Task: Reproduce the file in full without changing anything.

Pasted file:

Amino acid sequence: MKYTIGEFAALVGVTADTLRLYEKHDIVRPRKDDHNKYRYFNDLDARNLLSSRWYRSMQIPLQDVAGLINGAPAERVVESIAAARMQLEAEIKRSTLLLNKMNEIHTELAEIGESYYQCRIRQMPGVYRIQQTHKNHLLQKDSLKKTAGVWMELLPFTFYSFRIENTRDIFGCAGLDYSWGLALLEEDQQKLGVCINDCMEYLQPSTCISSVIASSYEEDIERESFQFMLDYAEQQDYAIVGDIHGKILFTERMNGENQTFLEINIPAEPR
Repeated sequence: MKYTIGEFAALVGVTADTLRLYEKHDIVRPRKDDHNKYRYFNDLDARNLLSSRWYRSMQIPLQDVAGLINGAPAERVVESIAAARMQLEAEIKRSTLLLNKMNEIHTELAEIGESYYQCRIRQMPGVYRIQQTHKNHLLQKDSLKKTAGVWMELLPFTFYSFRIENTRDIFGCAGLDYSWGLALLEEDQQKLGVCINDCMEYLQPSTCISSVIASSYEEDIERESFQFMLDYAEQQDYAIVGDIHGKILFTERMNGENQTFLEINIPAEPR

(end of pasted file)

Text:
Amino acid sequence: MKYTIGEFAALVGVTADTLRLYEKHDIVRPRKDDHNKYRYFNDLDARNLLSSRWYRSMQIPLQDVAGLINGAPAERVVESIAAARMQLEAEIKRSTLLLNKMNEIHTELAEIGESYYQCRIRQMPGVYRIQQTHKNHLLQKDSLKKTAGVWMELLPFTFYSFRIENTRDIFGCAGLDYSWGLALLEEDQQKLGVCINDCMEYLQPSTCISSVIASSYEEDIERESFQFMLDYAEQQDYAIVGDIHGKILFTERMNGENQTFLEINIPAEPR
Repeated sequence: MKYTIGEFAALVGVTADTLRLYEKHDIVRPRKDDHNKYRYFNDLDARNLLSSRWYRSMQIPLQDVAGLINGAPAERVVESIAAARMQLEAEIKRSTLLLNKMNEIHTELAEIGESYYQCRIRQMPGVYRIQQTHKNHLLQKDSLKKTAGVWMELLPFTFYSFRIENTRDIFGCAGLDYSWGLALLEEDQQKLGVCINDCMEYLQPSTCISSVIASSYEEDIERESFQFMLDYAEQQDYAIVGDIHGKILFTERMNGENQTFLEINIPAEPR